(Seems like quite a simple episode, but it's from Paul McCusker, so something tells me it won't be. We haven't had an episode solely focused on Camilla before [For the Birds was close, but this looks closer], so it might or might not be a nice change. Red hasn't made many appearances either. In fact, I think he totally disappeared over the last two seasons, but many people didn't seem to like him much, so maybe that was for the best. Hopefully this episode can redeem him.)

You're Two Kind:

Ryan decides to partner with Brad for a school project, but has second thoughts when he overhears Brad making fun of him. Meanwhile, Connie gives Eugene a series of bejeweled gifts and he struggles to tell her the truth--he hates them.

(Here's another two-story, one-story episode with two parts that have nothing to do with each other. They both seem quite original, in that Odyssey hasn't really covered the topics before, but specifically the second story sounds really weird. Does anyone know what "bejeweled" means?)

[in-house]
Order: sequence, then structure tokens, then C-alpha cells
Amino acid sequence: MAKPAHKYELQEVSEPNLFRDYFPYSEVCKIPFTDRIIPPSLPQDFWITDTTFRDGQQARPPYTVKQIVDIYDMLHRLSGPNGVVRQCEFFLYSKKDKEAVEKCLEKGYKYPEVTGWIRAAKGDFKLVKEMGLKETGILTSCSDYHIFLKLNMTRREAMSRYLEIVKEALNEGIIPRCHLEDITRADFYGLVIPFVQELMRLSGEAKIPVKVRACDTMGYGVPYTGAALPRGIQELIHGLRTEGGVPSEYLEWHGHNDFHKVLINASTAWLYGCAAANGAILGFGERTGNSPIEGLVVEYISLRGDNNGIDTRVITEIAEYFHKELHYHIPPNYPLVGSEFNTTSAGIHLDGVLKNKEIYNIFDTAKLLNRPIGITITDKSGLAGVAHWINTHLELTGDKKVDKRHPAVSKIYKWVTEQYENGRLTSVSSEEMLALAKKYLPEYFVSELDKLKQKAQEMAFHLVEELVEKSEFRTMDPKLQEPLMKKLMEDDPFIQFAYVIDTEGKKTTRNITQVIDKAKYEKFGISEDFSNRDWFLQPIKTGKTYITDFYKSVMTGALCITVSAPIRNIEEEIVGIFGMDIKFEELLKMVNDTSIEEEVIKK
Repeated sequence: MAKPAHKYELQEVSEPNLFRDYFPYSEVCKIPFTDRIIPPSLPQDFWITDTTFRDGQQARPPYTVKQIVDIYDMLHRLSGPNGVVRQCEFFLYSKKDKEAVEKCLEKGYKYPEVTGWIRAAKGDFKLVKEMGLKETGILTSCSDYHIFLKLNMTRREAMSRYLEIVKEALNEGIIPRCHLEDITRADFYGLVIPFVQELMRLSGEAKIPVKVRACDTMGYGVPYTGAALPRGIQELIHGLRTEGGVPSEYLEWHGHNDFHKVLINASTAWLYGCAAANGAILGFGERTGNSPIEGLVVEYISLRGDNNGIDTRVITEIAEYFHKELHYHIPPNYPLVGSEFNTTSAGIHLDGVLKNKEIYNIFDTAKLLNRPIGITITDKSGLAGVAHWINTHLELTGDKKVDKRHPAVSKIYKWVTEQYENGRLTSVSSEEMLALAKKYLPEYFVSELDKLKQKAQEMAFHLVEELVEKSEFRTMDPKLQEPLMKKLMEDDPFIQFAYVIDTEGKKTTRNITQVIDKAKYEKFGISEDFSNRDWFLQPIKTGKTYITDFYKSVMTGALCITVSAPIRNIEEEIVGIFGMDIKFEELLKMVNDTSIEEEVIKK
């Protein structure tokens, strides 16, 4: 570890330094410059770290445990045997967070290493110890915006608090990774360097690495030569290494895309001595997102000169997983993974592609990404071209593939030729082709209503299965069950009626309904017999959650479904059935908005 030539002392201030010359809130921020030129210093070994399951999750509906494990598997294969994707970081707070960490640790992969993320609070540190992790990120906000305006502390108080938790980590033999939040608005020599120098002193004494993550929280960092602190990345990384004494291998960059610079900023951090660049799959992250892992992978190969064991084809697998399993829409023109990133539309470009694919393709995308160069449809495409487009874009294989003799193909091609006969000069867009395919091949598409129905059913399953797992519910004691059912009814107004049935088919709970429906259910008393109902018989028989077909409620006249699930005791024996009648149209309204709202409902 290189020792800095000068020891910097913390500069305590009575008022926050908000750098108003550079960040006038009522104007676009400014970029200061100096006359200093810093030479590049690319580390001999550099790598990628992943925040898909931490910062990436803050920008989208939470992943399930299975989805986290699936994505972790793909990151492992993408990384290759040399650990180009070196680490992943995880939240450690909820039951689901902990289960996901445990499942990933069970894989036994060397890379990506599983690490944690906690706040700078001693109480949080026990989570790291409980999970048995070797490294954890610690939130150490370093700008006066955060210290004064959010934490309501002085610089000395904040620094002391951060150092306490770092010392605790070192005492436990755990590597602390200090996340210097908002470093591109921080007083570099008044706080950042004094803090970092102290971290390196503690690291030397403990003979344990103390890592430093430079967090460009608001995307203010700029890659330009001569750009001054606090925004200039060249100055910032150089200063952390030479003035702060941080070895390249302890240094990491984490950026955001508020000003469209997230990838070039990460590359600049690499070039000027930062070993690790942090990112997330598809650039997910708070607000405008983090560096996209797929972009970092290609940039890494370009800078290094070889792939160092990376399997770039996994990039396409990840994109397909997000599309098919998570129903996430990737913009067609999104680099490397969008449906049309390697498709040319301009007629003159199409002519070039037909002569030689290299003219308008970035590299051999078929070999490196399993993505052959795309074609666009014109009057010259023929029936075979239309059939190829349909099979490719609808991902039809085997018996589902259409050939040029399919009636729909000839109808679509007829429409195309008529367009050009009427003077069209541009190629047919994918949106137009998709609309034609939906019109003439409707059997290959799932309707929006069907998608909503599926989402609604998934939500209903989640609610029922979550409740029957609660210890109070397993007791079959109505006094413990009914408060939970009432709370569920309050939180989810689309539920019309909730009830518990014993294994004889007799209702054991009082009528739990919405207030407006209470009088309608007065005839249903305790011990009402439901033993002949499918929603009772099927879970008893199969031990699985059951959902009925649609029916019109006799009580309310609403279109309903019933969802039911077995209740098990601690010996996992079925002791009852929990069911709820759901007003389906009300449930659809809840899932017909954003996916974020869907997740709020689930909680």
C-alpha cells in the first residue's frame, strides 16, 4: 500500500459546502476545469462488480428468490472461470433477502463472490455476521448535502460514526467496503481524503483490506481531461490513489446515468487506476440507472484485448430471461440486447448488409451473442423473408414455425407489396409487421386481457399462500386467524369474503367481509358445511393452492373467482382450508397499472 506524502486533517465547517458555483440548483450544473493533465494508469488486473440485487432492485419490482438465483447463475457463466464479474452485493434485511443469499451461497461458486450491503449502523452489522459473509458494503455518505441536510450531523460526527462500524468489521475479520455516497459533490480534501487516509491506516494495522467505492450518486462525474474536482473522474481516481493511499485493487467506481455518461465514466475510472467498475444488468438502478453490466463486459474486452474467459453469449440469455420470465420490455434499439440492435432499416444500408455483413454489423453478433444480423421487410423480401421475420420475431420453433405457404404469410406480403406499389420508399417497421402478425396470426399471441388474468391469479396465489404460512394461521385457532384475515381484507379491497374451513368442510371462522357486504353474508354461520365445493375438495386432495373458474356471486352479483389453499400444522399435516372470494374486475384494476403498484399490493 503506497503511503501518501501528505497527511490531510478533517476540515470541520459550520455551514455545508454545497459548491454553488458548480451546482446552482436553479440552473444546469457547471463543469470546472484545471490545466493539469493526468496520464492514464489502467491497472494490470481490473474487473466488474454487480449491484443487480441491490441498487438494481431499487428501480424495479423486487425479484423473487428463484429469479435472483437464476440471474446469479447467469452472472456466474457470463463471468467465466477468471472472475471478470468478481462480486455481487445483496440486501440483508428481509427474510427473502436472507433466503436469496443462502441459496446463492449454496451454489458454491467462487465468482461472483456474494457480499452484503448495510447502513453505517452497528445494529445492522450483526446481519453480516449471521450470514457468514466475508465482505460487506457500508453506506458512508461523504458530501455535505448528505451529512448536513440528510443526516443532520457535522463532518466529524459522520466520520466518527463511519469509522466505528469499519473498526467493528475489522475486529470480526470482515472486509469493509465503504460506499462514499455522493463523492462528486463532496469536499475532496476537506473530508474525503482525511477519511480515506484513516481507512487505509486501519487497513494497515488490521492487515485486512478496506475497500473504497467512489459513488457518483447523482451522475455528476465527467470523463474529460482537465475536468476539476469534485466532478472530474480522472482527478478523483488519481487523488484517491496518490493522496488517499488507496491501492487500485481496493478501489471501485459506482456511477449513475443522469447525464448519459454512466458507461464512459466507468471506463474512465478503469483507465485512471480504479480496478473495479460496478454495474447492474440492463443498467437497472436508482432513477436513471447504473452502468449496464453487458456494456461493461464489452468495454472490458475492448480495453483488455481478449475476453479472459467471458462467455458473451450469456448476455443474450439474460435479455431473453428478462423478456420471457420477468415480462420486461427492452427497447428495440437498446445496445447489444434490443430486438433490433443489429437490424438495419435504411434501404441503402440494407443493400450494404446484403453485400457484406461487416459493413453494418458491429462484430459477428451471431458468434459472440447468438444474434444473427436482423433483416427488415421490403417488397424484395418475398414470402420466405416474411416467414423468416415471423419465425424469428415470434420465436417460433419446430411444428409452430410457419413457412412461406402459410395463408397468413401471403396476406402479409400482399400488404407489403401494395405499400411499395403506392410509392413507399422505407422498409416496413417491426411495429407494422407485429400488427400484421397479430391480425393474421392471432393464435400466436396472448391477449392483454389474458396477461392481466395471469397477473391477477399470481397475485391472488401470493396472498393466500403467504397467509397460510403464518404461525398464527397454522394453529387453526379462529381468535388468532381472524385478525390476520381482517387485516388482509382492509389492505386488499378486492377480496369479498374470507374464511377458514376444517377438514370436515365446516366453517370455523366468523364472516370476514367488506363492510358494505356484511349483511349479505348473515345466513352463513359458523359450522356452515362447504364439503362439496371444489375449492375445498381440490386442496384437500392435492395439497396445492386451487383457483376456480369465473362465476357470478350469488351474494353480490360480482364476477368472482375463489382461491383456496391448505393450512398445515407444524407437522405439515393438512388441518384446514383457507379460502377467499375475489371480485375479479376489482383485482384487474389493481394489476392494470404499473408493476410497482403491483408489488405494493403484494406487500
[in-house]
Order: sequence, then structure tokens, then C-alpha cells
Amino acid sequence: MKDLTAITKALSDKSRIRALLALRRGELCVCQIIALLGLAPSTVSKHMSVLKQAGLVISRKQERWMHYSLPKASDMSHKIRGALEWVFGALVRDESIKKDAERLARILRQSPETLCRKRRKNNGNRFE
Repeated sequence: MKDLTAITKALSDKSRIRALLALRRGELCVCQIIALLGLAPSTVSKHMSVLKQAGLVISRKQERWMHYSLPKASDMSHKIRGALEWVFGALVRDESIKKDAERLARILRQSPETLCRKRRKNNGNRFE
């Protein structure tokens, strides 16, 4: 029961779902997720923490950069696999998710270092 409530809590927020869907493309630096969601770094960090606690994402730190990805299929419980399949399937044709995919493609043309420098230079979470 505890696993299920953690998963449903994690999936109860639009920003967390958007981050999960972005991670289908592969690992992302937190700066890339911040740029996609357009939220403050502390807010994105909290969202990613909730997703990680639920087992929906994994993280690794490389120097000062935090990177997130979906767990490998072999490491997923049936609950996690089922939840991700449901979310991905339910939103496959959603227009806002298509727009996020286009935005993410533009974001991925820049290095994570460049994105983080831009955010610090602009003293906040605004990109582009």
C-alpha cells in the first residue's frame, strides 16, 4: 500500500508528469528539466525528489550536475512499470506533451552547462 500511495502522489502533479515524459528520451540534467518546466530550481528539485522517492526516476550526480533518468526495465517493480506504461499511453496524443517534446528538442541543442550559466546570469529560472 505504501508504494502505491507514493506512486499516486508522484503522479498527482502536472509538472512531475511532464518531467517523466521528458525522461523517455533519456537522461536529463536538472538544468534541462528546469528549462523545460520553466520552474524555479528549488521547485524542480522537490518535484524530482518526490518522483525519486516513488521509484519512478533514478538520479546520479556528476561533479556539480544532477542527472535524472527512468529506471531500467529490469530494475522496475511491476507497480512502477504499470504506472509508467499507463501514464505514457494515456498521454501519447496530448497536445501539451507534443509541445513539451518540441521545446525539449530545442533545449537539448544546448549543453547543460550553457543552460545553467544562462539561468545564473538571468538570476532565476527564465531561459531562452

A Penny Earned:

Penny Wise searches for her future in a job and as Connie Kendall's roommate.

(This is the first Penny episode to be written by someone other than Paul McCusker: Kathy Buchanan, so maybe this could be a turn for the better. Mrs. Buchanan wrote all the Connie/Mitch stuff, so hopefully this could make Penny a more likable character--even if Wooton's involved.)

Never for Nothing:

Grandma Lucia recounts to Olivia her story of a childhood friend, an event that taught her that love is "never for nothing."

(I can't figure out what in the world "love is 'never for nothing'" is supposed to mean, so maybe I need a lesson from Grandma Lucia too. But I doubt it. Hopefully this episode can paint her as more of a Whit-like character than she currently is. I suspect it will have some Spanish culture involved, which can be pleasant or annoying, depending on how much it is used. I think it will be Kathy Buchanan's first Spanish-related episode, however, so she could do something good with it.)